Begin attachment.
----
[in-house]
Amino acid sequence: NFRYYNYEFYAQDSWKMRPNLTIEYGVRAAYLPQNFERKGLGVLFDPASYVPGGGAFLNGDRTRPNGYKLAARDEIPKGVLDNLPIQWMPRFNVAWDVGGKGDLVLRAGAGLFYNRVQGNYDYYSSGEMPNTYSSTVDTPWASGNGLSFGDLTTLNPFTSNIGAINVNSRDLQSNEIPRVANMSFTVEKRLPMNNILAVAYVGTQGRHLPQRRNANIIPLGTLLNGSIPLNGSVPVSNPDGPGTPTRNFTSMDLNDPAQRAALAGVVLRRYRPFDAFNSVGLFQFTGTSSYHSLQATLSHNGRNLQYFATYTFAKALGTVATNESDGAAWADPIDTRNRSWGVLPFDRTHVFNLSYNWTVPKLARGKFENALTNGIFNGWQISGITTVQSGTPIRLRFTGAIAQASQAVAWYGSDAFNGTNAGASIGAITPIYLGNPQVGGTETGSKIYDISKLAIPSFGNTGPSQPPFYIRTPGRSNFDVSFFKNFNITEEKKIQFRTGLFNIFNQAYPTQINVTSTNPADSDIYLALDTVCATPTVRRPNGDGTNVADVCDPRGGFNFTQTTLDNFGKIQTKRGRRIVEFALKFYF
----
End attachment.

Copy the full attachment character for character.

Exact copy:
[in-house]
Amino acid sequence: NFRYYNYEFYAQDSWKMRPNLTIEYGVRAAYLPQNFERKGLGVLFDPASYVPGGGAFLNGDRTRPNGYKLAARDEIPKGVLDNLPIQWMPRFNVAWDVGGKGDLVLRAGAGLFYNRVQGNYDYYSSGEMPNTYSSTVDTPWASGNGLSFGDLTTLNPFTSNIGAINVNSRDLQSNEIPRVANMSFTVEKRLPMNNILAVAYVGTQGRHLPQRRNANIIPLGTLLNGSIPLNGSVPVSNPDGPGTPTRNFTSMDLNDPAQRAALAGVVLRRYRPFDAFNSVGLFQFTGTSSYHSLQATLSHNGRNLQYFATYTFAKALGTVATNESDGAAWADPIDTRNRSWGVLPFDRTHVFNLSYNWTVPKLARGKFENALTNGIFNGWQISGITTVQSGTPIRLRFTGAIAQASQAVAWYGSDAFNGTNAGASIGAITPIYLGNPQVGGTETGSKIYDISKLAIPSFGNTGPSQPPFYIRTPGRSNFDVSFFKNFNITEEKKIQFRTGLFNIFNQAYPTQINVTSTNPADSDIYLALDTVCATPTVRRPNGDGTNVADVCDPRGGFNFTQTTLDNFGKIQTKRGRRIVEFALKFYF